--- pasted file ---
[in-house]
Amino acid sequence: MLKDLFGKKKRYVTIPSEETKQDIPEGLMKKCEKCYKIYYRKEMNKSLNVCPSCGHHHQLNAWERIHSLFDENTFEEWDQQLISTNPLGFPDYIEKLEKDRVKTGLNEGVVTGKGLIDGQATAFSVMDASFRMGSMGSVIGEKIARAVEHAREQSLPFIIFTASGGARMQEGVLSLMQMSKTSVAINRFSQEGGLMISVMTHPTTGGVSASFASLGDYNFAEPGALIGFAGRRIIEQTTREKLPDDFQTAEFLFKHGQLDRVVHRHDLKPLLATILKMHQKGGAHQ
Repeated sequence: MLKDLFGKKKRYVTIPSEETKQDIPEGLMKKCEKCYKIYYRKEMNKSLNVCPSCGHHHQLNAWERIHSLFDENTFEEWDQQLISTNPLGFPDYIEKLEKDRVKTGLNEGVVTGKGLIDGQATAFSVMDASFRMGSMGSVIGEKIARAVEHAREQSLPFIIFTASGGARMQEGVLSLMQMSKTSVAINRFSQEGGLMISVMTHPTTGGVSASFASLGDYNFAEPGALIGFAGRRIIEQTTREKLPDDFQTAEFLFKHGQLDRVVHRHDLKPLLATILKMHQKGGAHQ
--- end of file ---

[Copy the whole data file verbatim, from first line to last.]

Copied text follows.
[in-house]
Amino acid sequence: MLKDLFGKKKRYVTIPSEETKQDIPEGLMKKCEKCYKIYYRKEMNKSLNVCPSCGHHHQLNAWERIHSLFDENTFEEWDQQLISTNPLGFPDYIEKLEKDRVKTGLNEGVVTGKGLIDGQATAFSVMDASFRMGSMGSVIGEKIARAVEHAREQSLPFIIFTASGGARMQEGVLSLMQMSKTSVAINRFSQEGGLMISVMTHPTTGGVSASFASLGDYNFAEPGALIGFAGRRIIEQTTREKLPDDFQTAEFLFKHGQLDRVVHRHDLKPLLATILKMHQKGGAHQ
Repeated sequence: MLKDLFGKKKRYVTIPSEETKQDIPEGLMKKCEKCYKIYYRKEMNKSLNVCPSCGHHHQLNAWERIHSLFDENTFEEWDQQLISTNPLGFPDYIEKLEKDRVKTGLNEGVVTGKGLIDGQATAFSVMDASFRMGSMGSVIGEKIARAVEHAREQSLPFIIFTASGGARMQEGVLSLMQMSKTSVAINRFSQEGGLMISVMTHPTTGGVSASFASLGDYNFAEPGALIGFAGRRIIEQTTREKLPDDFQTAEFLFKHGQLDRVVHRHDLKPLLATILKMHQKGGAHQ